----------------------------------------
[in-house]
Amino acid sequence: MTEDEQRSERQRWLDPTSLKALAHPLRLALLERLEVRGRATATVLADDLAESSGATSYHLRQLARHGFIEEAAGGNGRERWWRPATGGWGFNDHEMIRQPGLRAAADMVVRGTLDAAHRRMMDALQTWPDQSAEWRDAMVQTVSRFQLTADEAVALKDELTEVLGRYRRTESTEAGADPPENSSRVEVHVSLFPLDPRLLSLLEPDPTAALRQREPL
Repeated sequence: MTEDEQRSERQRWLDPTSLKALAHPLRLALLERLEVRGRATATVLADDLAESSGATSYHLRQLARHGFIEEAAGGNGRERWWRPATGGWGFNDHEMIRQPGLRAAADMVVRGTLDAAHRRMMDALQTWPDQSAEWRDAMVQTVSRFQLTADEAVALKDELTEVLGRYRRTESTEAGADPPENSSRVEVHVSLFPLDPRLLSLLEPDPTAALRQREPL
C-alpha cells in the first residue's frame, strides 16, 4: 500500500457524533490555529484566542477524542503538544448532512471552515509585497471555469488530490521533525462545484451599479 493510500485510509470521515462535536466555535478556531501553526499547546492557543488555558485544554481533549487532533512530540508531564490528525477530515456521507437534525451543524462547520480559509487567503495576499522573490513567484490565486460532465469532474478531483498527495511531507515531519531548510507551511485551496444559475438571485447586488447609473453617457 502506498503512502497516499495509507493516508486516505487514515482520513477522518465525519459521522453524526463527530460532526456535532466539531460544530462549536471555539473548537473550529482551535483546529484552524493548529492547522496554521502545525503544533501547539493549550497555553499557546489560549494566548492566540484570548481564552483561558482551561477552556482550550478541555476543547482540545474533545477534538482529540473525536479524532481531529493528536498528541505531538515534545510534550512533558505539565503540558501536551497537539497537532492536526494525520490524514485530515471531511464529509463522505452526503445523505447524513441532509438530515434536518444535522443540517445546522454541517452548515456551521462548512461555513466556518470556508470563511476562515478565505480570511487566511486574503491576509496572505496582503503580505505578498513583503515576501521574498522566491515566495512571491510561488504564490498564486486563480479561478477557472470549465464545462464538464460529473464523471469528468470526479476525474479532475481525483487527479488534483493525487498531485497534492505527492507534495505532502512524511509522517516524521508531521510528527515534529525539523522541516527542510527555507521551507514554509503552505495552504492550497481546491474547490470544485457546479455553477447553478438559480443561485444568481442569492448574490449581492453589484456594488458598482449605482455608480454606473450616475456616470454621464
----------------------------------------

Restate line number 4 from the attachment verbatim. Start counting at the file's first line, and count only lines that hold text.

C-alpha cells in the first residue's frame, strides 16, 4: 500500500457524533490555529484566542477524542503538544448532512471552515509585497471555469488530490521533525462545484451599479 493510500485510509470521515462535536466555535478556531501553526499547546492557543488555558485544554481533549487532533512530540508531564490528525477530515456521507437534525451543524462547520480559509487567503495576499522573490513567484490565486460532465469532474478531483498527495511531507515531519531548510507551511485551496444559475438571485447586488447609473453617457 502506498503512502497516499495509507493516508486516505487514515482520513477522518465525519459521522453524526463527530460532526456535532466539531460544530462549536471555539473548537473550529482551535483546529484552524493548529492547522496554521502545525503544533501547539493549550497555553499557546489560549494566548492566540484570548481564552483561558482551561477552556482550550478541555476543547482540545474533545477534538482529540473525536479524532481531529493528536498528541505531538515534545510534550512533558505539565503540558501536551497537539497537532492536526494525520490524514485530515471531511464529509463522505452526503445523505447524513441532509438530515434536518444535522443540517445546522454541517452548515456551521462548512461555513466556518470556508470563511476562515478565505480570511487566511486574503491576509496572505496582503503580505505578498513583503515576501521574498522566491515566495512571491510561488504564490498564486486563480479561478477557472470549465464545462464538464460529473464523471469528468470526479476525474479532475481525483487527479488534483493525487498531485497534492505527492507534495505532502512524511509522517516524521508531521510528527515534529525539523522541516527542510527555507521551507514554509503552505495552504492550497481546491474547490470544485457546479455553477447553478438559480443561485444568481442569492448574490449581492453589484456594488458598482449605482455608480454606473450616475456616470454621464